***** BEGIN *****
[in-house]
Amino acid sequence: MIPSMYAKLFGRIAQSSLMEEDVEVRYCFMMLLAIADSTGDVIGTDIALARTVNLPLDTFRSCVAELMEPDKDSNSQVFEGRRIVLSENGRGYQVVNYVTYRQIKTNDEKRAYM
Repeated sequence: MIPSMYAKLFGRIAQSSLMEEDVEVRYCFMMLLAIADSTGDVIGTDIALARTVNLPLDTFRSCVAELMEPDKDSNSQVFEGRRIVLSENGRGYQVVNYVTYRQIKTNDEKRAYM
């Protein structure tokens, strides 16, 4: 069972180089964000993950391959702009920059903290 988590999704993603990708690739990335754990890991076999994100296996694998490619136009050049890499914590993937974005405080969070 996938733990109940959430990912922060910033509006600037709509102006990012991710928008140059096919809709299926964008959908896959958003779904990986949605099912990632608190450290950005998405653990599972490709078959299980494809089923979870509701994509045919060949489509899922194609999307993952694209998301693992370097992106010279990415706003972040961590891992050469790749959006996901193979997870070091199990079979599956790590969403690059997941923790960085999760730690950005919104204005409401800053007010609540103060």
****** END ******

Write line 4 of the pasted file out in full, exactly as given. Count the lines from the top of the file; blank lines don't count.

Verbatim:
């Protein structure tokens, strides 16, 4: 069972180089964000993950391959702009920059903290 988590999704993603990708690739990335754990890991076999994100296996694998490619136009050049890499914590993937974005405080969070 996938733990109940959430990912922060910033509006600037709509102006990012991710928008140059096919809709299926964008959908896959958003779904990986949605099912990632608190450290950005998405653990599972490709078959299980494809089923979870509701994509045919060949489509899922194609999307993952694209998301693992370097992106010279990415706003972040961590891992050469790749959006996901193979997870070091199990079979599956790590969403690059997941923790960085999760730690950005919104204005409401800053007010609540103060």